In case you haven’t noticed yet, our campus is getting a makeover. Though the incessant whirring of machinery on Lower Sproul isn’t the most pleasant wake-up call as we walk to our 8 a.m. classes, we’re more than willing to put up with the chaos if it means that we can enjoy a new 24-hour campus center with restaurants and a place to mingle. Change is coming to UC Berkeley, and we’re absolutely gleeful. With all of the renovation underway, we can’t help but fantasize about what our campus would be like with other additions. Here’s what students would add if they had unlimited funds:
1. A bike lane
Jaanisar Khan, a recent graduate, thinks a campuswide designated bike lane would be convenient for students on the go. People with skateboards or bicycles would no longer whiz by pedestrians at a distance too close for comfort. A bike lane is a safety measure that could prevent injury and promote good health. Although there’s no way we’ll be able to compete with UC Davis’ 55 miles of bike paths, we agree that UC Berkeley needs to step up its game and make our campus more bike-friendly.
2. A central napping location
Ava Shahi believes students need somewhere to rest on campus during those weird two-hour gaps in between traveling from Dwinelle to Pimentel. We at the Clog agree and imagine this room to be like an adult version of daycare — upgraded with outlets for us to charge our iPhones, cushy beanbags, massage chairs and noise-reducing headphones available for rental. But if this building existed, would any of us even go to class anymore?
3. Closer student housing
According to Alanna Wright, UC Berkeley needs closer student housing on campus. Unless you lived at Unit 3 as a freshman, you surely spent more than five minutes walking to campus each day. And if you chose to stay in Foothill or Clark Kerr, walking to campus could even be 15 to 20 minutes at a stretch. If undergraduate housing were constructed closer to campus, or even on Sproul, students wouldn’t feel discouraged about going to events there simply because of travel time.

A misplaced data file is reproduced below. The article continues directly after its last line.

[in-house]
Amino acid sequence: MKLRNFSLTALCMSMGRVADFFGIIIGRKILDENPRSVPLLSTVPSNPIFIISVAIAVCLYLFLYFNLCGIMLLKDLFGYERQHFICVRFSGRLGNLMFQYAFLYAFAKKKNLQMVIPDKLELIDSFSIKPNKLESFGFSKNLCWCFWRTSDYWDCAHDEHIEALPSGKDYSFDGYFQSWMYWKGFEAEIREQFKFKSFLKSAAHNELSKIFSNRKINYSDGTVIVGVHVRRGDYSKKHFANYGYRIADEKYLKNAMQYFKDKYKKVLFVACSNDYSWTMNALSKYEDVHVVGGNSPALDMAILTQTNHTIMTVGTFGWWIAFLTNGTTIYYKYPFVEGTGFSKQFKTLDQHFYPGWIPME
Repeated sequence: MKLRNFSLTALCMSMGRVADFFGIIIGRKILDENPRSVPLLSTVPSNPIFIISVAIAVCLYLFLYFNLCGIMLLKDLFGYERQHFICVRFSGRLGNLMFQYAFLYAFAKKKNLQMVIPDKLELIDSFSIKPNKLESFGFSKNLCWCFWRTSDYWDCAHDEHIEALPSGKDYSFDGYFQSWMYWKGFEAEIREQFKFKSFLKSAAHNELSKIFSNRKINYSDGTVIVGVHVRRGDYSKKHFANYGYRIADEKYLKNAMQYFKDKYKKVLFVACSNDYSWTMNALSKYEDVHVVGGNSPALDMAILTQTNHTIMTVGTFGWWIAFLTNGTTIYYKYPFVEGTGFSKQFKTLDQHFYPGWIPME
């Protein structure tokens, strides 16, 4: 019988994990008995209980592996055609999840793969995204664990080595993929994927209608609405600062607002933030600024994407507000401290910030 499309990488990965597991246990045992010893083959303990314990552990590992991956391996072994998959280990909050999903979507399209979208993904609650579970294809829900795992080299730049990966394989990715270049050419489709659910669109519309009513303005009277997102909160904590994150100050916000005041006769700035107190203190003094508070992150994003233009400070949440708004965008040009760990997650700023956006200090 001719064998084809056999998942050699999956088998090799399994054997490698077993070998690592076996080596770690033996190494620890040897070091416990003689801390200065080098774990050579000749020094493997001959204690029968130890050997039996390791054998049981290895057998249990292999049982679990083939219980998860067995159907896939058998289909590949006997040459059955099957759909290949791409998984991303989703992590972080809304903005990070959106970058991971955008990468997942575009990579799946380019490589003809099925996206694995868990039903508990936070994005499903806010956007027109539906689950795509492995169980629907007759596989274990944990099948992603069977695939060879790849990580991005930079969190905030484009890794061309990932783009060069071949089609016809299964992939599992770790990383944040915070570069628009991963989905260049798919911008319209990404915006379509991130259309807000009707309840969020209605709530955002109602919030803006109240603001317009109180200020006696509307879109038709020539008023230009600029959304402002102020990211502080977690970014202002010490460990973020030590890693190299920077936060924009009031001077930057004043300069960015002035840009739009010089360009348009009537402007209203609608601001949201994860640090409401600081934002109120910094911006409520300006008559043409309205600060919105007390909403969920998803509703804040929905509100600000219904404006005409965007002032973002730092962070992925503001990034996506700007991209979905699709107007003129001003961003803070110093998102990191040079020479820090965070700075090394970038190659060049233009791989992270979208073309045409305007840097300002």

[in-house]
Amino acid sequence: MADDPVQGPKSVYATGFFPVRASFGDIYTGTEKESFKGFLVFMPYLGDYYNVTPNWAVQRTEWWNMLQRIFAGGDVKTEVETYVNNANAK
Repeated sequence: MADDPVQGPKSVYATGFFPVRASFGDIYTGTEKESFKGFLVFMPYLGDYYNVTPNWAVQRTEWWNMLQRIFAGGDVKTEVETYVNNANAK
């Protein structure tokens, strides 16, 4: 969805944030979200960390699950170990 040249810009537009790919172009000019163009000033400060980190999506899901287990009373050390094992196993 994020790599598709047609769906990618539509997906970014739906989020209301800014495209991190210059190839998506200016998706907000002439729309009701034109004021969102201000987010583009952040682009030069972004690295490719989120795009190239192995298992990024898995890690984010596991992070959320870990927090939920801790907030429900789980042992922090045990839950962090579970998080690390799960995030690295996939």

4. Transportation on campus
Kulmeher Dhaliwal believes UC Berkeley needs to have a shuttle service that runs across campus — stopping at central locations such as Memorial Glade, Pimentel Hall and Sproul Plaza. We’d seriously freak out if we came to campus one day and discovered that we didn’t have to walk to class anymore and could take a shuttle instead — but the high demand would likely give rise to long wait times and shuttle overcrowding. We think we’d rather take a hike.
5. A community pool
Andrew Kooker thinks that our campus could use an outdoor community pool intended for leisure instead of sport. In other words, he wants a Strawberry Canyon Pool in our own backyard. Wouldn’t it be lovely to sit in a lounge chair, sip a cool drink and sunbathe while completing your dreaded class readings? If UC Berkeley opted for a new pool, we’d surely dip our toes in the water.
6. Food trucks on Memorial Glade
Given the opportunity, Sean Luong and Sammy Sassoon would use funding to establish one day every week for food trucks to sell lunch on Memorial Glade. The weekly event would be an ideal way for students to socialize and enjoy the sun. Our stomachs are growling imagining the possibilities — we’d love to have KoJa Kitchen, Off the Grid and Cupkates all at our fingertips.
7. More indoor seating
Maris Dyer says there needs to be more cafes and seating venues on campus for students to take shelter in when weather conditions are less than favorable. Sit-down areas such as Yali’s and FSM quickly become crowded on rainy days, and students are left huddling in Dwinelle Hall’s damp rooms instead of a social, well-lit arena equipped with food and coffee. We agree that it would be nice to escape from Berkeley’s bipolar weather somewhere other than a library or classroom — and we’d be grateful if UC Berkeley funded a new cafe that would accept Cal 1 cards and meal points. Limited outdoor seating is more reason to fund the idea of a central napping location.
Image Source: Winky Wong and Vasudha Doijode
Contact Vasudha Doijode at [email protected].